If the above plan is followed, a fixed cost price is obtainable, which should remain in force until the books are closed, when it can be verified or changed if necessary. The realized profits depend on this price; and, especially if the profits are determined by averaging all outstanding contracts, it is very advantageous to have as few changes as possible in the conditions.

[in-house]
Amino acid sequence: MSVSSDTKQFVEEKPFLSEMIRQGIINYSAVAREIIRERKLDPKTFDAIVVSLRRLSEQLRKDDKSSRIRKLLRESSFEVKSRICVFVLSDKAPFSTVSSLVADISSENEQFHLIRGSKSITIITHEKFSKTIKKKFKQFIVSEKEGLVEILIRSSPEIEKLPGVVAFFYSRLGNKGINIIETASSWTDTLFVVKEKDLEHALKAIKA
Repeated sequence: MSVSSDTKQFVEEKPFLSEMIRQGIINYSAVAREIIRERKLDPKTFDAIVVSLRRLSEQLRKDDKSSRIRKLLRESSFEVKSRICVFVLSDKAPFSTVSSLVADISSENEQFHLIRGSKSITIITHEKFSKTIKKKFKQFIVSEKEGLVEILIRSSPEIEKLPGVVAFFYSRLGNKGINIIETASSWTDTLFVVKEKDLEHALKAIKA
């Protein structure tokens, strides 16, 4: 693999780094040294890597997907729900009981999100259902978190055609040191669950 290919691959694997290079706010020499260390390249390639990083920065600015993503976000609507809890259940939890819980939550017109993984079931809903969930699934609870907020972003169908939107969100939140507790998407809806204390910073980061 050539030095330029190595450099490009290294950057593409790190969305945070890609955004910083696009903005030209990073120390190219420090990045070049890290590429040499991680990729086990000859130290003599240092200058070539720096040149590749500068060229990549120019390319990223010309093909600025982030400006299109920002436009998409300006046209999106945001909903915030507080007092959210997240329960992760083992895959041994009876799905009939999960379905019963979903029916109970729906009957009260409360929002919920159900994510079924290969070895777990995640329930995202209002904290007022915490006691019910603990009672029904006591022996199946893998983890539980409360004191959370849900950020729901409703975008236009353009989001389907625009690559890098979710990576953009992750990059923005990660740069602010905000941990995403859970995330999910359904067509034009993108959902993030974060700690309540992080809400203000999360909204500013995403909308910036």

Accounting for subdivision properties is a comparatively recent necessity, and few text-books even touch on it. It has been suggested recently by one eminent authority that the cost price should be recalculated each month; but it is believed that the plan here suggested is more scientific and more convenient. It would add a considerable burden to the bookkeeper of a concern handling constantly between twenty and thirty different subdivisions, if he had to calculate costs afresh each month. In practice it is found best to keep the cost price constant until the end of the fiscal period. At that time the improvement reserve account may be either increased or wiped out, according to the circum-stances.